There are many reasons a Druid might leave the forest. I can't outline them all here, but here are some ideas to get you started:

  • Something is threatening the Druid's home, and the Druid must leave the forest in order to find a solution. E.g.: A deadly parasite/disease and the Druid is looking for a cure.

  • The Druid is part of a druidic order or sect that dwells within the forest and they have chosen her to leave to scout the world outside. Learning more about the world beyond the forest could be very beneficial when the time comes to protect it.

  • The Druid was helped by a a visitor to the forest and has made a solemn vow to repay them, and must leave the forest to fulfil that vow.

  • The Druid has left the forest with the seeds of a new one, and is looking for a suitable place to begin planting.

  • The Druid is acting as an emissary of the forest to neighbouring regions.

All in all, a Druid could chose, or be compelled, to leave their home for many reasons. I hope these help stir your imagination! Also think about what race your druid is, as this may provide ideas as well, depending on the societies and cultures within the campaign.

Your best bet would be to speak with your GM in order to establish a campaign story-related reason. This will help give your GM plot-hooks to use and will help invest your character more in the events of the story and you as a player in the game.


Why Do People Leave Home, And Seek Adventure?

There's lots of reasons. They've heard tales of great adventurers and want to become one. They're seeking riches. They're seeking riches in order to marry the girl they love. They're out to revenge something, or prove something. They are talented, and easily bored. They seek fame. They seek excitement. They seek travel. Their best friend wanted to be an adventurer, so they went with him. Their family expected it of them. They are looking for someone. They are looking for something. They want to be written into the annals of history. They are desperately trying to find the answer to averting something. Everyone they know is dead and their only profession is violence. They're on the run. They really, really, really like killing things. They don't really know why they fell into this life, it was just easier than the alternatives (and they're good enough at it not to die). It's a job, like any other. Society must be defended. Someone must fight the good fight. Village soothsayer told me to. Priest/father/lover/old tree told me to. They seek power. I'm being paid to do this. I was threatened/blackmailed/forced/mind-controlled/convinced to do this.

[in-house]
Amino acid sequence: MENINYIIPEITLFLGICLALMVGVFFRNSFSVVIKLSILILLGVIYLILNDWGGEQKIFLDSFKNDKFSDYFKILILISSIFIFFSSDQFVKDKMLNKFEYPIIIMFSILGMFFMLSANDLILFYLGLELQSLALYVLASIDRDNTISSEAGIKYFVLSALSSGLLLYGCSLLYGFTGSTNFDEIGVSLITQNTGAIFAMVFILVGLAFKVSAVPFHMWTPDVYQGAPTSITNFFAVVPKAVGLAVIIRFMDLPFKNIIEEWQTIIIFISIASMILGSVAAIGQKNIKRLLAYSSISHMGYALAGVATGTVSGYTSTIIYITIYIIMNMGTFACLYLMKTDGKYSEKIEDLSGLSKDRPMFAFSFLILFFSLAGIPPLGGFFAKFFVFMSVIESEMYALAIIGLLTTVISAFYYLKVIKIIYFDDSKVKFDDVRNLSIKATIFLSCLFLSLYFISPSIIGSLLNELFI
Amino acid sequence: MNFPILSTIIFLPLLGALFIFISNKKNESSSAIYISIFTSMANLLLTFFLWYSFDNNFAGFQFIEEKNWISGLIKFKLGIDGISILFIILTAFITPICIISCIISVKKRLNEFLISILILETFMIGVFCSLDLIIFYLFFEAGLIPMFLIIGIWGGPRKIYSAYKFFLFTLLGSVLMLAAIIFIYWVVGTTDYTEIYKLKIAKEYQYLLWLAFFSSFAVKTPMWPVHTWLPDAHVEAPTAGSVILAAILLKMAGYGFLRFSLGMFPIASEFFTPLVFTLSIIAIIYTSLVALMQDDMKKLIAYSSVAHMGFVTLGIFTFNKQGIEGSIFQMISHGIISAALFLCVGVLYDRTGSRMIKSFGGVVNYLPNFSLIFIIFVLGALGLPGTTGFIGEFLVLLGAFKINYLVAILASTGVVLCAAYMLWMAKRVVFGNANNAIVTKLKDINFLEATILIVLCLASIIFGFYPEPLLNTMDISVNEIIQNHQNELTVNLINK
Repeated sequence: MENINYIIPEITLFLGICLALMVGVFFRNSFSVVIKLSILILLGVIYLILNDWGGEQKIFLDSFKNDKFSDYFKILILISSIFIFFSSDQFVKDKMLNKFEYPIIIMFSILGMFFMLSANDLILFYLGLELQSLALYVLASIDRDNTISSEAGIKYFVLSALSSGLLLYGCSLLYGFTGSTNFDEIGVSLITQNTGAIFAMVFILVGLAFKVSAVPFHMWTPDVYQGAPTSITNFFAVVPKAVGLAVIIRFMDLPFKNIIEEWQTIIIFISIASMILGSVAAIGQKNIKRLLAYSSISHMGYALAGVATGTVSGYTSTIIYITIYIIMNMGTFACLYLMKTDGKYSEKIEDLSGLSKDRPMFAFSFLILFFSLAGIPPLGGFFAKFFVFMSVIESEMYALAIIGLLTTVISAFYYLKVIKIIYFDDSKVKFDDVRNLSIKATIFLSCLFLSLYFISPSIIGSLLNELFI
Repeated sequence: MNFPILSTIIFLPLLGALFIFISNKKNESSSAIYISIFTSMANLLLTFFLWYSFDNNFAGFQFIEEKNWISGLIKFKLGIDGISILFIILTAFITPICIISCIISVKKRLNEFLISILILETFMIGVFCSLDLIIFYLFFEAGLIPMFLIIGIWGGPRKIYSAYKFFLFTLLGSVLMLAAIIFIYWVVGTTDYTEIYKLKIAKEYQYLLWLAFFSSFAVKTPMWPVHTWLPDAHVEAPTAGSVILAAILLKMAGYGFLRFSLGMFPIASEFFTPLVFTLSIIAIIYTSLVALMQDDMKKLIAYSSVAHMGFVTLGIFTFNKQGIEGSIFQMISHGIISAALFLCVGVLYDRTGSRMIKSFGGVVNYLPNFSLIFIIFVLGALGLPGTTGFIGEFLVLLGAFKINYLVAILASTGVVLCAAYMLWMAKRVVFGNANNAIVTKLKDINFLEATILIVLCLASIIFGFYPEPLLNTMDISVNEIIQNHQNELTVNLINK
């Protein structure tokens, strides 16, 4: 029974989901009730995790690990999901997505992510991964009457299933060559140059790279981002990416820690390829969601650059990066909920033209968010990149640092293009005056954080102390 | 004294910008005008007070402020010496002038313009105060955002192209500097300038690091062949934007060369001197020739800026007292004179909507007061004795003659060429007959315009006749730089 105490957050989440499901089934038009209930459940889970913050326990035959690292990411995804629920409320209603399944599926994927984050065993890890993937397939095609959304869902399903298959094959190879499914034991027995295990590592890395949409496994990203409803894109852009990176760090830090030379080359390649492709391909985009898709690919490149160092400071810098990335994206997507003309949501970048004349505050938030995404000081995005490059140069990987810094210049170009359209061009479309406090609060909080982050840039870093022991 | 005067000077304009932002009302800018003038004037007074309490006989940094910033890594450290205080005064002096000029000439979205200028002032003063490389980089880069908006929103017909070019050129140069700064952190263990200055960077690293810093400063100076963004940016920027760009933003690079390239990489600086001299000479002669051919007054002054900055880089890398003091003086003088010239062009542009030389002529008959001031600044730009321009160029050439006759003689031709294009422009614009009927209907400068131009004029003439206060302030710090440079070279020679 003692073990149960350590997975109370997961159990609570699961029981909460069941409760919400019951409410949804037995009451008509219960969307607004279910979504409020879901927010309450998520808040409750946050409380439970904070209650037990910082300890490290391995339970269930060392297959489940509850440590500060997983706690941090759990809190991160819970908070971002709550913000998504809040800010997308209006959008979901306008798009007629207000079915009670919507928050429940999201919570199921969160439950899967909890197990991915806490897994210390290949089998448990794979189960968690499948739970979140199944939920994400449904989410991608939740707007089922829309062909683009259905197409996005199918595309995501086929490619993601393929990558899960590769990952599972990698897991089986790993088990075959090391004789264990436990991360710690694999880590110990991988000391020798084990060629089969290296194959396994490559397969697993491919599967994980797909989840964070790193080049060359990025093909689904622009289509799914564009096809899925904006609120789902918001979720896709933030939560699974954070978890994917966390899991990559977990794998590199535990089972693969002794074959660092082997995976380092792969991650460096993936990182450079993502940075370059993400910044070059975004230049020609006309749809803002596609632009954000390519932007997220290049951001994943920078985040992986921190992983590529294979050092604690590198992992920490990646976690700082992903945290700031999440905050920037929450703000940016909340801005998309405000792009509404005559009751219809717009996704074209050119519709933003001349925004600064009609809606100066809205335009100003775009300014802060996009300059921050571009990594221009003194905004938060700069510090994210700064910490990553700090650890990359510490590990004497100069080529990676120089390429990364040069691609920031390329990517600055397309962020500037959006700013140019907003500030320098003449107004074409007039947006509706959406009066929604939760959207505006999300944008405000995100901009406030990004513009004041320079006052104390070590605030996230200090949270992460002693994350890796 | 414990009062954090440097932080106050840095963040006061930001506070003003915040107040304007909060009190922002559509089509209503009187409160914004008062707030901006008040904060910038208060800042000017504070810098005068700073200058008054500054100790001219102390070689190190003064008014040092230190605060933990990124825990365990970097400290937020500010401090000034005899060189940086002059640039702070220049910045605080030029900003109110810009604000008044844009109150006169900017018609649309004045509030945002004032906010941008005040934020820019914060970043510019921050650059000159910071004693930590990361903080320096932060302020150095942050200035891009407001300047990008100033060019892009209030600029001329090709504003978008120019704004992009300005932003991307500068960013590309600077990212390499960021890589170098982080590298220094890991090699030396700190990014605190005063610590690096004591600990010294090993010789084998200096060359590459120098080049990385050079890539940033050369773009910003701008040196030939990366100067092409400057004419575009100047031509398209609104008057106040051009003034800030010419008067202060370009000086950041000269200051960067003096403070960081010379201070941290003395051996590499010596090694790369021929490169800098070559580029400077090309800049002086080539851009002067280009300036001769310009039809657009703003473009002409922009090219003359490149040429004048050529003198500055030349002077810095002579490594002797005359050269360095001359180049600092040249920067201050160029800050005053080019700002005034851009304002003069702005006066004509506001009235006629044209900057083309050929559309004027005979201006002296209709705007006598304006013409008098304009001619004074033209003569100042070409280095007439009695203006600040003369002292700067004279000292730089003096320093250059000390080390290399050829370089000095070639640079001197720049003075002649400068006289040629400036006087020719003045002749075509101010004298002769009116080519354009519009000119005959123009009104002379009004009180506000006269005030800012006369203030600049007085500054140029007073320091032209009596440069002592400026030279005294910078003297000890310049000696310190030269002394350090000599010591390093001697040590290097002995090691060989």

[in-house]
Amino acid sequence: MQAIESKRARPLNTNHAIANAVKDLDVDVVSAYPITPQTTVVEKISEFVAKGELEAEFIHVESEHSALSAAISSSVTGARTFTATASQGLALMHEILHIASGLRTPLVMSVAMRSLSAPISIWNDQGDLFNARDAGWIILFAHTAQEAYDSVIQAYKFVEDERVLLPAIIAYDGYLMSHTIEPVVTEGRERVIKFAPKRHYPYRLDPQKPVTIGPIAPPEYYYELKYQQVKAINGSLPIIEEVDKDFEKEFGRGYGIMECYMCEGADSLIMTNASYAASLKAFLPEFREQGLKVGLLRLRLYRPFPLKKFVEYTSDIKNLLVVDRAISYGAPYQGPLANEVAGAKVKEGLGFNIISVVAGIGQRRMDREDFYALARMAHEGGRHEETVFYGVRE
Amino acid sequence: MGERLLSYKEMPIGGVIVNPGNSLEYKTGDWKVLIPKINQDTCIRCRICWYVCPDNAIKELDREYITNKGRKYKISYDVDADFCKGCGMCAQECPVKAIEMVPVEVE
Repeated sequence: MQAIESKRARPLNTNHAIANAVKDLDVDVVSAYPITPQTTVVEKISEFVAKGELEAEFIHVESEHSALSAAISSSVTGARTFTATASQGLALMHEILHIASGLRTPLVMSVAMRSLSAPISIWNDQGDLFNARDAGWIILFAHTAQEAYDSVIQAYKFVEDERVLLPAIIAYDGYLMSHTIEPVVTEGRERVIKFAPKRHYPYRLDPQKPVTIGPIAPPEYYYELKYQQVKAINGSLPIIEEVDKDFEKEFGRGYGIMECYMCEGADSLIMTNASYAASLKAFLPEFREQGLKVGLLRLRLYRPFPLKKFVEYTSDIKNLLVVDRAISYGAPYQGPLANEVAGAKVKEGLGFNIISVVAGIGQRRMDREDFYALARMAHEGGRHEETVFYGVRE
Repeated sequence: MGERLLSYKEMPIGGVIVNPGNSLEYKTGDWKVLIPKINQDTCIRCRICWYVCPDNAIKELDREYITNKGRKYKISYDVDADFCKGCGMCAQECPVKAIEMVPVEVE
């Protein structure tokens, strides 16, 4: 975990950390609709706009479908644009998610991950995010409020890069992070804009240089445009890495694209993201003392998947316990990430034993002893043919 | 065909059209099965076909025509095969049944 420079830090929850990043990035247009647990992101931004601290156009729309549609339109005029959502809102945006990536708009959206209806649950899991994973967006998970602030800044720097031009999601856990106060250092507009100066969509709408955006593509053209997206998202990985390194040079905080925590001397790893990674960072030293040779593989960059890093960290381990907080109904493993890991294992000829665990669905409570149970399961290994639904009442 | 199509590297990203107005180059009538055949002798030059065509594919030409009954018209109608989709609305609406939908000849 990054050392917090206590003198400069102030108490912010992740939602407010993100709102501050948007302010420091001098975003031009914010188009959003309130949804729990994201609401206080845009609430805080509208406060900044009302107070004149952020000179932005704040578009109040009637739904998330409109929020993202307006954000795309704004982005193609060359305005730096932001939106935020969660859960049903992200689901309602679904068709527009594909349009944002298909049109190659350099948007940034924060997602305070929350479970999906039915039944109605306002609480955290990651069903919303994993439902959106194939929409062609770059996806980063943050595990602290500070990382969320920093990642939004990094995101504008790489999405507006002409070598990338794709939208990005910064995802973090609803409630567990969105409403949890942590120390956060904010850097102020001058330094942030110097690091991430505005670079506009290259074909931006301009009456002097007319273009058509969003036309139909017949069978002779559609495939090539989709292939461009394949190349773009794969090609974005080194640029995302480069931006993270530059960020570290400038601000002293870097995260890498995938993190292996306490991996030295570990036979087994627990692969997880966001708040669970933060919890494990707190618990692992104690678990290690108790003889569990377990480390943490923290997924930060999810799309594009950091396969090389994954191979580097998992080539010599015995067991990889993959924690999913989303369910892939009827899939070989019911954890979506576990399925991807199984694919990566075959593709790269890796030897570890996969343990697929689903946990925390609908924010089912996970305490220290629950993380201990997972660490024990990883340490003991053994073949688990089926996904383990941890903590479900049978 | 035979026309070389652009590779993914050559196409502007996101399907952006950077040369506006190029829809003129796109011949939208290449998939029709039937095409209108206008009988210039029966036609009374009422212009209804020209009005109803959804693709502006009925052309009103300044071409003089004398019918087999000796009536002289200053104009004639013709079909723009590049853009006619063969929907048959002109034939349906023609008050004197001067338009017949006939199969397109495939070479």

Any of the above with 'pretending to be' any of the above. Any of the above + any of the above. Half of any of the above with any other half (I have played, successfully, 'They are desperately trying to find a job'). Any of the above + half of any of the above with any other half.